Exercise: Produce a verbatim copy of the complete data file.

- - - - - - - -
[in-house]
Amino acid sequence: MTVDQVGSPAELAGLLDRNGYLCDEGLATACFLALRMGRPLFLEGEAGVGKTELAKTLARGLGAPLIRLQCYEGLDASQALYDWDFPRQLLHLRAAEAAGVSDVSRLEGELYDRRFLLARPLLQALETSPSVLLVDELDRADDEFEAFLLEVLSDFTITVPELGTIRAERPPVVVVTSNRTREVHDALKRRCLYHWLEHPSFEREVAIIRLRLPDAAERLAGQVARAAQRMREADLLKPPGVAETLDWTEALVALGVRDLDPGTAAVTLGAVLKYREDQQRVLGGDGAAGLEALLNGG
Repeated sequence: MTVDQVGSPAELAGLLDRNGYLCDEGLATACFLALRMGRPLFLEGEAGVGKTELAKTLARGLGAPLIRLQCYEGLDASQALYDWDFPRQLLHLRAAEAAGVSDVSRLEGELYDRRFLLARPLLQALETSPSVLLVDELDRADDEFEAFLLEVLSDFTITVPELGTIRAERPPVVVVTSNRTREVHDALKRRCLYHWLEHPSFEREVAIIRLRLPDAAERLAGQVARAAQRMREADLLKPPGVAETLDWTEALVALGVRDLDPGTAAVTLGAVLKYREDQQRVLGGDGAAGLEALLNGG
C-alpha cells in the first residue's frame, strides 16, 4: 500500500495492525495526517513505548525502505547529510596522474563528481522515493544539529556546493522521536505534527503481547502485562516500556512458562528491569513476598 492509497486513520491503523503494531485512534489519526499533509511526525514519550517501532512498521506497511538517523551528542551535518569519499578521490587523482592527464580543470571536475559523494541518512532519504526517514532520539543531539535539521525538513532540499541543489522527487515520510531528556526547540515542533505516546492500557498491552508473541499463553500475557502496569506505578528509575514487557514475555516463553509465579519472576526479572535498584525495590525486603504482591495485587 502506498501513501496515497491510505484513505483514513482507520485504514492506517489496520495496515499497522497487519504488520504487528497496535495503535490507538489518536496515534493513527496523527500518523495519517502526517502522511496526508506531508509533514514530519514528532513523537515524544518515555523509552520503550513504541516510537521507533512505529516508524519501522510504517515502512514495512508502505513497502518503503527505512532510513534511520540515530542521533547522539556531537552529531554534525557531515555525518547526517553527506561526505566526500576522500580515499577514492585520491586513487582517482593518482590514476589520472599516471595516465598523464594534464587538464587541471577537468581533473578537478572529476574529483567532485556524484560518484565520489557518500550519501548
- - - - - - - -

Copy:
[in-house]
Amino acid sequence: MTVDQVGSPAELAGLLDRNGYLCDEGLATACFLALRMGRPLFLEGEAGVGKTELAKTLARGLGAPLIRLQCYEGLDASQALYDWDFPRQLLHLRAAEAAGVSDVSRLEGELYDRRFLLARPLLQALETSPSVLLVDELDRADDEFEAFLLEVLSDFTITVPELGTIRAERPPVVVVTSNRTREVHDALKRRCLYHWLEHPSFEREVAIIRLRLPDAAERLAGQVARAAQRMREADLLKPPGVAETLDWTEALVALGVRDLDPGTAAVTLGAVLKYREDQQRVLGGDGAAGLEALLNGG
Repeated sequence: MTVDQVGSPAELAGLLDRNGYLCDEGLATACFLALRMGRPLFLEGEAGVGKTELAKTLARGLGAPLIRLQCYEGLDASQALYDWDFPRQLLHLRAAEAAGVSDVSRLEGELYDRRFLLARPLLQALETSPSVLLVDELDRADDEFEAFLLEVLSDFTITVPELGTIRAERPPVVVVTSNRTREVHDALKRRCLYHWLEHPSFEREVAIIRLRLPDAAERLAGQVARAAQRMREADLLKPPGVAETLDWTEALVALGVRDLDPGTAAVTLGAVLKYREDQQRVLGGDGAAGLEALLNGG
C-alpha cells in the first residue's frame, strides 16, 4: 500500500495492525495526517513505548525502505547529510596522474563528481522515493544539529556546493522521536505534527503481547502485562516500556512458562528491569513476598 492509497486513520491503523503494531485512534489519526499533509511526525514519550517501532512498521506497511538517523551528542551535518569519499578521490587523482592527464580543470571536475559523494541518512532519504526517514532520539543531539535539521525538513532540499541543489522527487515520510531528556526547540515542533505516546492500557498491552508473541499463553500475557502496569506505578528509575514487557514475555516463553509465579519472576526479572535498584525495590525486603504482591495485587 502506498501513501496515497491510505484513505483514513482507520485504514492506517489496520495496515499497522497487519504488520504487528497496535495503535490507538489518536496515534493513527496523527500518523495519517502526517502522511496526508506531508509533514514530519514528532513523537515524544518515555523509552520503550513504541516510537521507533512505529516508524519501522510504517515502512514495512508502505513497502518503503527505512532510513534511520540515530542521533547522539556531537552529531554534525557531515555525518547526517553527506561526505566526500576522500580515499577514492585520491586513487582517482593518482590514476589520472599516471595516465598523464594534464587538464587541471577537468581533473578537478572529476574529483567532485556524484560518484565520489557518500550519501548